Refugees from Afghanistan 

India has witnessed multiple waves of Afghan refugee migrations over the years, initially triggered by political upheaval in Afghanistan during the Soviet invasion in 1979 and the emergence of the first Taliban regime in 1996. However, the first instances of Afghan refugees obtaining Indian citizenship occurred more than ten years later, with 13 individuals naturalized by 2006, the majority being Hindus and Sikhs. Presently, UNHCR data indicates a population of 19,338 Afghan refugees in India, though this figure does not encompass nearly 13,000 Afghan students stranded in India since 2021 and former Afghan military personnel facing legal uncertainties in the country.


India does not have a national refugee law and does not adhere to the United Nations 1951 Refugee Convention, which establishes international standards for the protection and care of refugees. In 1951, after the Second World War, the UN ratified the refugee convention. During this period, India had recently achieved independence, and the memory of partition was still vivid. Prime Minister Jawaharlal Nehru opted not to sign the convention, citing security apprehensions, a position that remains unchanged to this day.

The primary legislation governing refugees, the 1946 Foreigners Act, falls short in addressing the unique challenges encountered by refugees as a distinct group. It categorizes all non-citizens of India as “foreigners,” mandating proper documentation for each individual. Additionally, the Act grants extensive authority to the Central government to deport any foreign citizen, with Section 3 empowering the government to identify, detain, and deport illegal foreign nationals.

According to Section 5 of the Passport (Entry into India) Act, 1920, authorities possess the power to deport undocumented foreigners in accordance with Article 258(1) of the Indian Constitution. Additionally, under the Registration of Foreigners Act of 1939, all foreign visitors (excluding overseas citizens of India) holding visas for extended periods (lasting more than 180 days) are required to register with a Registration Officer within 14 days of their arrival.

In India, there is no established process for refugees to apply for asylum, and individuals entering the country without a visa are considered illegal immigrants under either the Foreigners Act or the Indian Passport Act.

Thus, India, adheres to a “refugee regime” aligned with international norms, although it lacks a formal statute to codify its practices in this regard. Despite refugees falling under the category of ‘foreigners’, India manages them using existing general and specific laws applicable to all foreign nationals, due to the absence of dedicated legislation. Consequently, claims for refugee status are evaluated individually.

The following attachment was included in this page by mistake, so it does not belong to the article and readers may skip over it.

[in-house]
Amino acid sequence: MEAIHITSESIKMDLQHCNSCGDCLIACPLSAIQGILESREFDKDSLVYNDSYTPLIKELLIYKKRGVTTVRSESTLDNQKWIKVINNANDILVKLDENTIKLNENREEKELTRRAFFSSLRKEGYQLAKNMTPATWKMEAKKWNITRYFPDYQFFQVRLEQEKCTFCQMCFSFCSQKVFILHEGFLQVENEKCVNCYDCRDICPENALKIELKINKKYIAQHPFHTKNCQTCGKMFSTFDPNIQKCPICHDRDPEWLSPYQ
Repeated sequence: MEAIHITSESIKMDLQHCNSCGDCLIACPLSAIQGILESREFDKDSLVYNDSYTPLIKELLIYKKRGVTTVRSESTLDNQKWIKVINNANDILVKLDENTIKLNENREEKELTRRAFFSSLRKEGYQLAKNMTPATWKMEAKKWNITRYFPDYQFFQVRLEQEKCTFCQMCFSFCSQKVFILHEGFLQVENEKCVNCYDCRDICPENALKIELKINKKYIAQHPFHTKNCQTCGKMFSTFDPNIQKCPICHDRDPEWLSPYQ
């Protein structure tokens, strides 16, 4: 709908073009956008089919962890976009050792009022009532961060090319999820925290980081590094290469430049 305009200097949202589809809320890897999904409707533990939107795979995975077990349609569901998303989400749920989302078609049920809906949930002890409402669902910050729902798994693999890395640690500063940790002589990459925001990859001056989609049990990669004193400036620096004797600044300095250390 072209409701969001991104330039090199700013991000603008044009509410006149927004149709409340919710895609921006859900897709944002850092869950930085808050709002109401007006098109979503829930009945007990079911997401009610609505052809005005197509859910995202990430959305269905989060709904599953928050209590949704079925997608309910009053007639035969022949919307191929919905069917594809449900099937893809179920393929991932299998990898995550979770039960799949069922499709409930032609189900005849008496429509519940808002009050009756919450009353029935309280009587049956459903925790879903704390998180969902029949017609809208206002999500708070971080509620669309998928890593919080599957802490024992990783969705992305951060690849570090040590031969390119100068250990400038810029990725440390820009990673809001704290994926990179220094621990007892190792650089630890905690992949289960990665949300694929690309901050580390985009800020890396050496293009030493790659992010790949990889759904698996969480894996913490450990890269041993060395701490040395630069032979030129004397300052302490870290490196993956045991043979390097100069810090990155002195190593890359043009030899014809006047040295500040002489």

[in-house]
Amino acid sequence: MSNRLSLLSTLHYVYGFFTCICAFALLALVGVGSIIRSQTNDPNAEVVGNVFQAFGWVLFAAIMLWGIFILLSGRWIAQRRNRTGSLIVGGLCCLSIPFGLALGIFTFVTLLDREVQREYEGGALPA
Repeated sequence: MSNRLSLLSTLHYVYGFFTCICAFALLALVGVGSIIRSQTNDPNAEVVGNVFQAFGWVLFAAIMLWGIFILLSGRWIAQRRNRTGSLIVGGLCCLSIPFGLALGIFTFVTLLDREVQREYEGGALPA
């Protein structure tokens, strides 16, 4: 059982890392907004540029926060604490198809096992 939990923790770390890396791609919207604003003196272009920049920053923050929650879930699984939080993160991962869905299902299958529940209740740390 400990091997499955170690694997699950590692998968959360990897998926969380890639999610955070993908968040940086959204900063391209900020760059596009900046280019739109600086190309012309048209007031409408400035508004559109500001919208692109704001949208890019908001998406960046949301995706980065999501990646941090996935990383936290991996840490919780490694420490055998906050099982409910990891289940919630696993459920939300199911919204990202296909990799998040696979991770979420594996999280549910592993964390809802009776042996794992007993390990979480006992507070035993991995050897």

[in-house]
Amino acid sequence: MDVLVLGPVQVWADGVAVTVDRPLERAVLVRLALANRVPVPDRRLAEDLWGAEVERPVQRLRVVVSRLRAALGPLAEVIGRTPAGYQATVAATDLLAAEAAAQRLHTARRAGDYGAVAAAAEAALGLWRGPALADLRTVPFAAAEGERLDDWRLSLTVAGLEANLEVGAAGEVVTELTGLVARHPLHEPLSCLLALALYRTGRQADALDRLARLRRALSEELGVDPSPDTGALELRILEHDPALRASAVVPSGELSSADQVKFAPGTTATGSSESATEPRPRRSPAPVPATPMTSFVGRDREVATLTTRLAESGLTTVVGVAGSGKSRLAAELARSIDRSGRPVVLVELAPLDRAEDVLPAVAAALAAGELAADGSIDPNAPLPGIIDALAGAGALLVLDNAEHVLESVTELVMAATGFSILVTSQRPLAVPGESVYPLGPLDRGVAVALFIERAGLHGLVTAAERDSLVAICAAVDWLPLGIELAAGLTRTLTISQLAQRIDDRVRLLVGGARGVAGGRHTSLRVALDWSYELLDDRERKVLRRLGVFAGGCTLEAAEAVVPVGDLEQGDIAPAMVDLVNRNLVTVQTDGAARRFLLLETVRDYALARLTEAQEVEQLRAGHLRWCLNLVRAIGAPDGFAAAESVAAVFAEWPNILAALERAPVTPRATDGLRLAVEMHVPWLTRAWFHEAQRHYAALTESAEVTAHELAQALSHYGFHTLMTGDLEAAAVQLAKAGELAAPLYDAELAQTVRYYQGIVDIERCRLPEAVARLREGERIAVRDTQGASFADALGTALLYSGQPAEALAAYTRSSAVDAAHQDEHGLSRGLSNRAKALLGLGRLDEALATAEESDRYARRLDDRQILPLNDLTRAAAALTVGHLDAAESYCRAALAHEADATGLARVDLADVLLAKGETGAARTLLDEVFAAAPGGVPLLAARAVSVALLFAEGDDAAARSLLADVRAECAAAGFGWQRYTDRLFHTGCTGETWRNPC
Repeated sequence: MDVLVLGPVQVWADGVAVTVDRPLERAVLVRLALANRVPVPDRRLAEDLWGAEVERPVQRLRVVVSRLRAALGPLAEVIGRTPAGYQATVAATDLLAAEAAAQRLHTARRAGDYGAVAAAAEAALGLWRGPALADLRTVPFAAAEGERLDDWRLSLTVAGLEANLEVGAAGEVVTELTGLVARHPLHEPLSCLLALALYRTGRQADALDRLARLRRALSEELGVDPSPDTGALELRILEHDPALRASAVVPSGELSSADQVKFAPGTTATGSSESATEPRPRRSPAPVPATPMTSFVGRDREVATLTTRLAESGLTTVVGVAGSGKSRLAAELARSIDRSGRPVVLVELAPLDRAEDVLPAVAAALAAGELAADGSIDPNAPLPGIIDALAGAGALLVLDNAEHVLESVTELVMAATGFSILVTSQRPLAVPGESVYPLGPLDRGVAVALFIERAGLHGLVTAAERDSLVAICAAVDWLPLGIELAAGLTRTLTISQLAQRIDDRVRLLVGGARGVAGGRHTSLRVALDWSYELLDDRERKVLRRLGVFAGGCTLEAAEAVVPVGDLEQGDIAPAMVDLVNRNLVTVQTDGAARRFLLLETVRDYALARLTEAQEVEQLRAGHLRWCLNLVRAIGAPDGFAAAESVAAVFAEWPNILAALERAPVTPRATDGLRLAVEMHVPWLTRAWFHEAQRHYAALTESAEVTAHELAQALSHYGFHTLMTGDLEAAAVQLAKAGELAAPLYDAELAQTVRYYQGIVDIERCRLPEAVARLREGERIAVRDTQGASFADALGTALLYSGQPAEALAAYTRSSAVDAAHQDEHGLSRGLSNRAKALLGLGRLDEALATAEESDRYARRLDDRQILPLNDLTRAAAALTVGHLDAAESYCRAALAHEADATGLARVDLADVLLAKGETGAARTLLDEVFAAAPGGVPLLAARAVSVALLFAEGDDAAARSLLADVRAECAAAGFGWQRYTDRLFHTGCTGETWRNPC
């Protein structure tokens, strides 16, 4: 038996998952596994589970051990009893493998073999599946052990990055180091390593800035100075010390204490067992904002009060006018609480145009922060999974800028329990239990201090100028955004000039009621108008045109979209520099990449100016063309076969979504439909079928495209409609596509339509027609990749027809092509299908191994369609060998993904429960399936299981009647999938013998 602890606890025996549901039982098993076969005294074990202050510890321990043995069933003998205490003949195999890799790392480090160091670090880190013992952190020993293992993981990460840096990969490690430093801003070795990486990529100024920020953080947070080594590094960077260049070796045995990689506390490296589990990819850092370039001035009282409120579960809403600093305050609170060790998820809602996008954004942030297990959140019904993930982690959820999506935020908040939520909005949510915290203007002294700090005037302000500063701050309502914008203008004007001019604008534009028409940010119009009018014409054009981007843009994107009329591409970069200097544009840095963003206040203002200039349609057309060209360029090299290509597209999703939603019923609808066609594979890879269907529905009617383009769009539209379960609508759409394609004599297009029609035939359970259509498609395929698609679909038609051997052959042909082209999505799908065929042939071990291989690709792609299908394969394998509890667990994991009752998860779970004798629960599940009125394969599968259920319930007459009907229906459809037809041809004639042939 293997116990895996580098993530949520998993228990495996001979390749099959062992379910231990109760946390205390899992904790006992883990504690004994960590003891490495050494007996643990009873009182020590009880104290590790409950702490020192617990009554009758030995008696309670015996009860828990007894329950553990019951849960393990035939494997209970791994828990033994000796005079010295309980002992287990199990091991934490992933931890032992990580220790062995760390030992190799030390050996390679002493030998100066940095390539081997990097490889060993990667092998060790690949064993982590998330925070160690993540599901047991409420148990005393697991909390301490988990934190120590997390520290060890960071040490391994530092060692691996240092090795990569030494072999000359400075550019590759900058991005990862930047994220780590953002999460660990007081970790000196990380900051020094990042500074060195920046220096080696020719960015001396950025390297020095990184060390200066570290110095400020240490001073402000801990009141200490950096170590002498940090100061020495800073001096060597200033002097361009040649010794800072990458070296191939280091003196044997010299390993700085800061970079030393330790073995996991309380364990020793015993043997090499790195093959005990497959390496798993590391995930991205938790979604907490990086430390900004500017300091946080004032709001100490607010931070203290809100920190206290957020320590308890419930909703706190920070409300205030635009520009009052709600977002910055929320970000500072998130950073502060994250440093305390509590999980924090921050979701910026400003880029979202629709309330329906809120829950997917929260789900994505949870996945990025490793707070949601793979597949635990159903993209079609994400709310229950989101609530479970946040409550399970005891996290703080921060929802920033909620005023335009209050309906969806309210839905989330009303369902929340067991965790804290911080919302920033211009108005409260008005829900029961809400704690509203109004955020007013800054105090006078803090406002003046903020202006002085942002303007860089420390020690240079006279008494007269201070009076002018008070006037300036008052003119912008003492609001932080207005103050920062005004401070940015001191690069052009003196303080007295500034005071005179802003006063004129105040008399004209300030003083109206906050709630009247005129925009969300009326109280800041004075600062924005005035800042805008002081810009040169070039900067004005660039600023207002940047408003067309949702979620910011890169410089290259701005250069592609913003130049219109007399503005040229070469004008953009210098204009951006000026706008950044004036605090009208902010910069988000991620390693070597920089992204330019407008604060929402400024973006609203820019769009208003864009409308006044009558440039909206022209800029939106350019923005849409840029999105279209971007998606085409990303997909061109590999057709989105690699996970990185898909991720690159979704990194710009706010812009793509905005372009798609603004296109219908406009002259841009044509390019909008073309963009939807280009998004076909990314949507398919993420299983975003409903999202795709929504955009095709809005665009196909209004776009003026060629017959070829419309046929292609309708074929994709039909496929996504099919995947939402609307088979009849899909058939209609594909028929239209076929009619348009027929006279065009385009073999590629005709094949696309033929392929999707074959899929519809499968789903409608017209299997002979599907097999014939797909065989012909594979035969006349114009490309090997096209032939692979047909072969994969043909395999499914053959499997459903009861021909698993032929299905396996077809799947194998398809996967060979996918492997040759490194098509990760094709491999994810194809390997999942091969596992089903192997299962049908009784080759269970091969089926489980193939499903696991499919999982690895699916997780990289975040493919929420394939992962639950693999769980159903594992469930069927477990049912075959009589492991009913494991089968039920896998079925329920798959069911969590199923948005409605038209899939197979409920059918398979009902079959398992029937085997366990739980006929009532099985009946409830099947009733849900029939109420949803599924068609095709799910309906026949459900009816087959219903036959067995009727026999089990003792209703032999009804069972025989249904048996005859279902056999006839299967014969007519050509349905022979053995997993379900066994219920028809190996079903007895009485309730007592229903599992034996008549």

The country’s ad- hoc policy results in unequal treatment for refugees.  

For example, since 1959, Tibetans, including the Dalai Lama, who sought refuge in India, have been granted official refugee status. Since 2014, the Modi government has extended them the right to vote. Additionally, Tibetans have their own government-recognized educational system recognised by the government.

Conversely, Rohingya individuals in India are officially categorized as “illegal immigrants,” facing significant hurdles as a result. These challenges include restrictions on their ability to move freely, access education, basic healthcare, legal aid, and formal job opportunities. Additionally, the Rohingya community in India grapples with growing anti-Muslim and anti-refugee sentiments, living under the persistent fear of being detained and possibly sent back to the genocidal regime they fled from.

The UNHRC has records of at least 18,000 Rohingya individuals in the nation. As reported by the UNHCR, asylum-seekers predominantly reside in urban settings, with 46 percent being women and 30 percent children. Significant populations are concentrated in Delhi, Jammu, Telangana, and Haryana. The majority lack documentation and are ineligible for essential healthcare and educational services.

On July 24, 2023, the Anti-Terror Squad (ATS), a specialized counter-terrorism unit of the Uttar Pradesh Police, apprehended 74 Rohingya Muslims, including 55 men, 14 women, and five minors. The police asserted that they had unlawfully entered India from Myanmar and Bangladesh, settling in Uttar Pradesh without appropriate documentation.

Throughout 2022, at least 203 refugees were detained on various charges in India. This group included 118 Rohingya refugees, 85 Kuki-Chin refugees in Manipur, and 20 Myanmar refugees in Mizoram. Charges ranged from illegal entry into India to involvement in arms trafficking. In the same year, two Rohingya refugees, Haseena Begum and Jafar Alam, were sent back to Myanmar. India also hindered the immigration of Rohingya refugees by third parties.